Bad sense of direction? This app helps you reach your destination in unfamiliar cities

Pilot, a guide app for travelers.

See the original story in Japanese.

Working on the weekends or whenever they have free time, Team Houchimin is, from the content of their services to their name itself, quite a unique group. Their service Waaaaay!, a mobile navigation app (available for Android / iOS) designed for people with bad sense of direction, was released at the end of January 2014 and  now has more than 600,000 downloads (as of early August 2015). Now the team has released a guide app geared for travelers called Pilot.

Usable wherever you are, even in offline mode


Pilot can help travelers with things such as discovering new destinations to getting information about local establishments without using roaming data or having to get a SIM card. Being able to function in offline mode is a very big difference between this and already existing apps such as Google Maps or Navitime. Also, it’s often said that one of the biggest struggles of travelers is battery life. By not using battery-draining background operations like GPS and network transmission, Pilot is able to dramatically prolong battery life.

Pilot has 3 main features. The first is its large amount of content. Within the app you can search from over 6,000 restaurants, tourist spots, shopping malls, and other destinations in the supported cities.  For places that are particularly popular with travellers, the app can be used to see photos, price range, business hours and other information.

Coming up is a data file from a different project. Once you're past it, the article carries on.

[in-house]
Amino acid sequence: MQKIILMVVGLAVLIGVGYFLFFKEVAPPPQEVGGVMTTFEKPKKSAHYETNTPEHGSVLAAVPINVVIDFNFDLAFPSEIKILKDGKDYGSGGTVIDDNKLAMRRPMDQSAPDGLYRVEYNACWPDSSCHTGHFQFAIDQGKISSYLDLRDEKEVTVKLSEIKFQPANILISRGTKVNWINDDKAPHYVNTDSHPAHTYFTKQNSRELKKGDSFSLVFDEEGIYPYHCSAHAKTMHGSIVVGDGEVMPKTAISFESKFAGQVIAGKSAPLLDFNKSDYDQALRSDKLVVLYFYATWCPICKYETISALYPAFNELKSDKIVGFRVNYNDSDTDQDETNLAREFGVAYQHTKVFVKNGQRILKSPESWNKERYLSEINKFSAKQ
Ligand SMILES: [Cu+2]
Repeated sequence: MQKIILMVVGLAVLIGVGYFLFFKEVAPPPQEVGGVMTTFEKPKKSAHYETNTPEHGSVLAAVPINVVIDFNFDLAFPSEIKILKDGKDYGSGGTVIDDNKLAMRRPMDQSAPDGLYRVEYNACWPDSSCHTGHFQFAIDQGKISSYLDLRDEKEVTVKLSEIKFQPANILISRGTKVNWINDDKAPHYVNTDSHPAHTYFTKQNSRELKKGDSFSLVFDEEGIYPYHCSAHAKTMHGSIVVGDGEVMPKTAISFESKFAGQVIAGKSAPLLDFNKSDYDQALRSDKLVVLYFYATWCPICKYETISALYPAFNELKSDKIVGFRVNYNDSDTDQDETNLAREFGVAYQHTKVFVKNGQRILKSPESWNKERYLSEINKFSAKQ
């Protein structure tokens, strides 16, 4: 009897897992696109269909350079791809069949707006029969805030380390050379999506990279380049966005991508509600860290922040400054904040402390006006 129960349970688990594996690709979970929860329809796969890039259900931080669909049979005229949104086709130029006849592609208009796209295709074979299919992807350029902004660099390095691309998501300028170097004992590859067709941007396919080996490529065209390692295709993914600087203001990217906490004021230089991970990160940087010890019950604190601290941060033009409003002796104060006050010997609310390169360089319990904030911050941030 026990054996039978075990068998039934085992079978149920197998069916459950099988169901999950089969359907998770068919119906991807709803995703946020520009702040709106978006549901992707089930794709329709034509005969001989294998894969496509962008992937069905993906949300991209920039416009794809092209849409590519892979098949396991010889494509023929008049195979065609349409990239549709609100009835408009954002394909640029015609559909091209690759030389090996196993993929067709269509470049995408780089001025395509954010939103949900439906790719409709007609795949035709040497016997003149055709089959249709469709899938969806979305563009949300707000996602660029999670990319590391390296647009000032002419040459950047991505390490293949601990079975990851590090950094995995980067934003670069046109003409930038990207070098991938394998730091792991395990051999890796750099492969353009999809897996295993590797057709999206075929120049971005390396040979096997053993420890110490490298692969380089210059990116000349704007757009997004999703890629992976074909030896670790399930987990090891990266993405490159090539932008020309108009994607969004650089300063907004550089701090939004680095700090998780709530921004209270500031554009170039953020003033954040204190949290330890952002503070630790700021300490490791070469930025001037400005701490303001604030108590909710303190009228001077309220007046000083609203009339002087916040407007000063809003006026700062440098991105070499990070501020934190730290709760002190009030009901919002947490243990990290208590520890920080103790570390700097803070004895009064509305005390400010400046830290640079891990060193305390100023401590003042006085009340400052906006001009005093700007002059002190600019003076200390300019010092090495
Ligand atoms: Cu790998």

The second is the ability to search for information regarding train transfers between you and where you’re trying to go by locally storing the data for every train station within the city you are visiting.

The third main feature is, similar to Waaaaay!, rather than looking at a map, travellers can arrive at their destinations just by looking at the direction and the remaining distance. By inputting your desired destination, the app will display the direction to and the remaining distance from the destination. Follow the direction displayed in the app, and when the remaining distance is zero, you know you’ve arrived.

Also useful for travellers who like to wing it

A wireframe mockup for Pilot

Pilot was born from a collection of more than 6,500 cases of user feedback from Waaaaay! With Waaaaay!, there was a search history feature that would save the locations you had searched before, so you could access those saved searches without being connected to a network, but even so there were a lot of requests from users to make the service available even when mountain climbing or abroad.

Ryota Ayaki, a member of Team Houchimin, explained:

Unless there’s any obstacle that interrupts radio waves from satellites, GPS signals can be received and it can be used anywhere in the world. Even so, there were a lot of people who misunderstood that it would necessary to have cellphone reception to use GPS. To us, that was common sense, but that wasn’t the case for general society. There were already some navigation apps that had offline capabilities but none of them had really caught on yet, so we thought maybe we can compete in this territory too.